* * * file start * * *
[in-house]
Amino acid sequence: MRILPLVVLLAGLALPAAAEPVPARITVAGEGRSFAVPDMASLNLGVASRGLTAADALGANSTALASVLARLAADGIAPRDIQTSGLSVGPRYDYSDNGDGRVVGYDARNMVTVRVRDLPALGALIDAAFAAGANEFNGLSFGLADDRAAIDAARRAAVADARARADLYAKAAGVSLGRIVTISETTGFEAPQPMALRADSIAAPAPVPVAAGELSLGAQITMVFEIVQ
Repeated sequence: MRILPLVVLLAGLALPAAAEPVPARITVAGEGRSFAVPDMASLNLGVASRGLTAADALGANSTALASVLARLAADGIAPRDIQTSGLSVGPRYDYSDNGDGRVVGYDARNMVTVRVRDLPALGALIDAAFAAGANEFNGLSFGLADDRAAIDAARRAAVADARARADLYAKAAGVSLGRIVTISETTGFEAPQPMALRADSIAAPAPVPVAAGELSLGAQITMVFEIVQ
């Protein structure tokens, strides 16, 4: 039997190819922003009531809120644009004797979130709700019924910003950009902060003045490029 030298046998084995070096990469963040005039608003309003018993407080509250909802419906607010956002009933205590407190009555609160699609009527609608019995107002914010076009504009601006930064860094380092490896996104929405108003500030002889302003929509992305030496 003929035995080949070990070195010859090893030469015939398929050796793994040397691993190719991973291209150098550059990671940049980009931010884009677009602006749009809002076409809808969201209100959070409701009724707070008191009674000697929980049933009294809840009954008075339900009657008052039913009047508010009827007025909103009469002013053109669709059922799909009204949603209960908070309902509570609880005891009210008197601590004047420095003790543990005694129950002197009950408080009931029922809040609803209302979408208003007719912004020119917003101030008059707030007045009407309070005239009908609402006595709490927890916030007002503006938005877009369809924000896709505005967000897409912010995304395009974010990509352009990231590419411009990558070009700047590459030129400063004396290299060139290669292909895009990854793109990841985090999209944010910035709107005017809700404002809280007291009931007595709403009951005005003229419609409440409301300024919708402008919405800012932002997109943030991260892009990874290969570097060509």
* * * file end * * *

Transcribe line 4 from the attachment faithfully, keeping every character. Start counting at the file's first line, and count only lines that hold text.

């Protein structure tokens, strides 16, 4: 039997190819922003009531809120644009004797979130709700019924910003950009902060003045490029 030298046998084995070096990469963040005039608003309003018993407080509250909802419906607010956002009933205590407190009555609160699609009527609608019995107002914010076009504009601006930064860094380092490896996104929405108003500030002889302003929509992305030496 003929035995080949070990070195010859090893030469015939398929050796793994040397691993190719991973291209150098550059990671940049980009931010884009677009602006749009809002076409809808969201209100959070409701009724707070008191009674000697929980049933009294809840009954008075339900009657008052039913009047508010009827007025909103009469002013053109669709059922799909009204949603209960908070309902509570609880005891009210008197601590004047420095003790543990005694129950002197009950408080009931029922809040609803209302979408208003007719912004020119917003101030008059707030007045009407309070005239009908609402006595709490927890916030007002503006938005877009369809924000896709505005967000897409912010995304395009974010990509352009990231590419411009990558070009700047590459030129400063004396290299060139290669292909895009990854793109990841985090999209944010910035709107005017809700404002809280007291009931007595709403009951005005003229419609409440409301300024919708402008919405800012932002997109943030991260892009990874290969570097060509």